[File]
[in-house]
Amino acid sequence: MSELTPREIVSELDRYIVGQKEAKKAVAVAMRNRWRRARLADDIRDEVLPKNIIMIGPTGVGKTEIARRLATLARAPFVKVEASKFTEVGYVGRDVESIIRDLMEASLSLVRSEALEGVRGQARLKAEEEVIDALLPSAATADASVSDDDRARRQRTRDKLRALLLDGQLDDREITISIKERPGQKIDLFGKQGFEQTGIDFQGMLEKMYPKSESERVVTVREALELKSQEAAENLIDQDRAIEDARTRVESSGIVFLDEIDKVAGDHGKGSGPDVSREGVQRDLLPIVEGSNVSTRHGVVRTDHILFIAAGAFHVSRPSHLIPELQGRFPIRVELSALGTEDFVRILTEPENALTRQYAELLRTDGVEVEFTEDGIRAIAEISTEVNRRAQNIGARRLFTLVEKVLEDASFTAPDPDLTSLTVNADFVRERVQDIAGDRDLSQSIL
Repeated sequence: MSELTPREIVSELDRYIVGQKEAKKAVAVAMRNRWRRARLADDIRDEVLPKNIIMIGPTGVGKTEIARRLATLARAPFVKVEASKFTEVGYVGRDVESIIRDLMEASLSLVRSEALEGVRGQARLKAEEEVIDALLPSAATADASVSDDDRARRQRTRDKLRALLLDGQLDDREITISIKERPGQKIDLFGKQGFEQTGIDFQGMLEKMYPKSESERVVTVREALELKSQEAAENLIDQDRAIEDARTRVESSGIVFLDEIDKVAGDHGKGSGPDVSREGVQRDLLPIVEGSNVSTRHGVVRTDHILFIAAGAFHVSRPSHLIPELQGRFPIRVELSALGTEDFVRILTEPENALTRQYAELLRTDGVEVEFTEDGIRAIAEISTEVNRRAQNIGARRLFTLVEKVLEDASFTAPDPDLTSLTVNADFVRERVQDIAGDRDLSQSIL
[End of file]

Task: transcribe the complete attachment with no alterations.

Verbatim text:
[in-house]
Amino acid sequence: MSELTPREIVSELDRYIVGQKEAKKAVAVAMRNRWRRARLADDIRDEVLPKNIIMIGPTGVGKTEIARRLATLARAPFVKVEASKFTEVGYVGRDVESIIRDLMEASLSLVRSEALEGVRGQARLKAEEEVIDALLPSAATADASVSDDDRARRQRTRDKLRALLLDGQLDDREITISIKERPGQKIDLFGKQGFEQTGIDFQGMLEKMYPKSESERVVTVREALELKSQEAAENLIDQDRAIEDARTRVESSGIVFLDEIDKVAGDHGKGSGPDVSREGVQRDLLPIVEGSNVSTRHGVVRTDHILFIAAGAFHVSRPSHLIPELQGRFPIRVELSALGTEDFVRILTEPENALTRQYAELLRTDGVEVEFTEDGIRAIAEISTEVNRRAQNIGARRLFTLVEKVLEDASFTAPDPDLTSLTVNADFVRERVQDIAGDRDLSQSIL
Repeated sequence: MSELTPREIVSELDRYIVGQKEAKKAVAVAMRNRWRRARLADDIRDEVLPKNIIMIGPTGVGKTEIARRLATLARAPFVKVEASKFTEVGYVGRDVESIIRDLMEASLSLVRSEALEGVRGQARLKAEEEVIDALLPSAATADASVSDDDRARRQRTRDKLRALLLDGQLDDREITISIKERPGQKIDLFGKQGFEQTGIDFQGMLEKMYPKSESERVVTVREALELKSQEAAENLIDQDRAIEDARTRVESSGIVFLDEIDKVAGDHGKGSGPDVSREGVQRDLLPIVEGSNVSTRHGVVRTDHILFIAAGAFHVSRPSHLIPELQGRFPIRVELSALGTEDFVRILTEPENALTRQYAELLRTDGVEVEFTEDGIRAIAEISTEVNRRAQNIGARRLFTLVEKVLEDASFTAPDPDLTSLTVNADFVRERVQDIAGDRDLSQSIL